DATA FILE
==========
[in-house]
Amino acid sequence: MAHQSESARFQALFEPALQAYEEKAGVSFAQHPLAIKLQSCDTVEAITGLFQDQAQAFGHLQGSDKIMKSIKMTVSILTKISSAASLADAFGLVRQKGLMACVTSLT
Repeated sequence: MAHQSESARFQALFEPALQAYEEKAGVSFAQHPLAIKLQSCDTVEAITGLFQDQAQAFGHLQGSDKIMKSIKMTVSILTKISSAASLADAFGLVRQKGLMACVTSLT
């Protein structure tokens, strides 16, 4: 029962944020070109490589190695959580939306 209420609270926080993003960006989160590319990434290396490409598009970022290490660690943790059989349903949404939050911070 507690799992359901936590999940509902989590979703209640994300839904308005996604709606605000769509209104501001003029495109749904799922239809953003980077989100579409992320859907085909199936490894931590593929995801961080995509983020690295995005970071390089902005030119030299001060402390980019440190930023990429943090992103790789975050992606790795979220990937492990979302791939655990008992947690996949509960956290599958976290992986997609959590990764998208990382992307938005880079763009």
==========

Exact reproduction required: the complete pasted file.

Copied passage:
[in-house]
Amino acid sequence: MAHQSESARFQALFEPALQAYEEKAGVSFAQHPLAIKLQSCDTVEAITGLFQDQAQAFGHLQGSDKIMKSIKMTVSILTKISSAASLADAFGLVRQKGLMACVTSLT
Repeated sequence: MAHQSESARFQALFEPALQAYEEKAGVSFAQHPLAIKLQSCDTVEAITGLFQDQAQAFGHLQGSDKIMKSIKMTVSILTKISSAASLADAFGLVRQKGLMACVTSLT
């Protein structure tokens, strides 16, 4: 029962944020070109490589190695959580939306 209420609270926080993003960006989160590319990434290396490409598009970022290490660690943790059989349903949404939050911070 507690799992359901936590999940509902989590979703209640994300839904308005996604709606605000769509209104501001003029495109749904799922239809953003980077989100579409992320859907085909199936490894931590593929995801961080995509983020690295995005970071390089902005030119030299001060402390980019440190930023990429943090992103790789975050992606790795979220990937492990979302791939655990008992947690996949509960956290599958976290992986997609959590990764998208990382992307938005880079763009």